Red Meat: Worse Than You Might Think
February 26, 2020
Cholesterol in Red Meat
July 23, 2020
While we don’t know for sure which species passed the COVID-19 coronavirus to humans, the consensus is that the virus originated at a wet market in China where animals of ever shape, size and kind are sold for human consumption.

This is not surprising since coronaviruses typically originate in animals. SARS-CoV was linked to civet cats, and MERS-CoV was linked to camels.

And it is not just coronaviruses that originate in animals. Ebola was passed to humans from bats. Swine flu originated in pigs. HIV likely jumped from monkeys to the humans who consumed their flesh.

In fact, the US Centers for Disease Control and Prevention estimates that 75 % of emerging infectious illnesses come from animals.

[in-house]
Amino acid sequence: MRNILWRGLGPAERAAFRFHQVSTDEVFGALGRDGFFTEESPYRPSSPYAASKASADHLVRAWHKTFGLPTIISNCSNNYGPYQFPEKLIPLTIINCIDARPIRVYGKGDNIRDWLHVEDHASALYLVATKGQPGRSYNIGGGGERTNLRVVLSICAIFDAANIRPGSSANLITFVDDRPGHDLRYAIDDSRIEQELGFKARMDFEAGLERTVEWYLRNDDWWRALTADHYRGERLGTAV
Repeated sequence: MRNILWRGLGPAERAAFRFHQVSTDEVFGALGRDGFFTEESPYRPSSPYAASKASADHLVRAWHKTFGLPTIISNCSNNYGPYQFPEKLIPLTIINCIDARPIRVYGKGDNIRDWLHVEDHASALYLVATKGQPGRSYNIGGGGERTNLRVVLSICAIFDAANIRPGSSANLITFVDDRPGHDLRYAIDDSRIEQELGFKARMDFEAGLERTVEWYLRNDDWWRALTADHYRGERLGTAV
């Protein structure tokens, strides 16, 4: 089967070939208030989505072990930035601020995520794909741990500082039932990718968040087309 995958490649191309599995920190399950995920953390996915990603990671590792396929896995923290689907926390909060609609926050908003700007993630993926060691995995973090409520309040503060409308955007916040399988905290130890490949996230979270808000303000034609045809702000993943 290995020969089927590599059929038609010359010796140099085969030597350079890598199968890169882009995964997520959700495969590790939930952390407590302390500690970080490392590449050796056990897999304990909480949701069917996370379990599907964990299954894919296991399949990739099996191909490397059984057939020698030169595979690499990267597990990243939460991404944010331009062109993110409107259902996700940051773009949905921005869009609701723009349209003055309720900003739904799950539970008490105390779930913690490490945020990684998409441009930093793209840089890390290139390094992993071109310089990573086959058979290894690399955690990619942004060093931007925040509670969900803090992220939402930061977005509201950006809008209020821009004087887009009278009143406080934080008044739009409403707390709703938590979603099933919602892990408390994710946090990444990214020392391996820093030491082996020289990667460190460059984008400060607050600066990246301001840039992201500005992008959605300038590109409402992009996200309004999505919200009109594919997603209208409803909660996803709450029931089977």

And infection is not the only problem associated with eating animals.
Many lifestyle-related diseases that burden our healthcare systems are related to the animal products we eat.

For example, World Health Organization has classified the consumption of processed red meat as “carcinogenic to humans,” putting it in the same category as smoking and exposure to asbestos, radon and radiation.

There are also the health risks of climate change to consider. The heat-trapping methane from our planet’s 1.4 billion cows is warming our atmosphere at an astounding rate. The warmer weather from climate chance will increase the risk of the vector-borne illnesses like malaria, dengue fever, and West Nile virus infection.

There are so many reasons to give up red meat that it is a proverbial “no-brainer” to do so. If you have not done so already, consider jumping on the bandwagon and giving up red meat for good: your good and the good of our planet.

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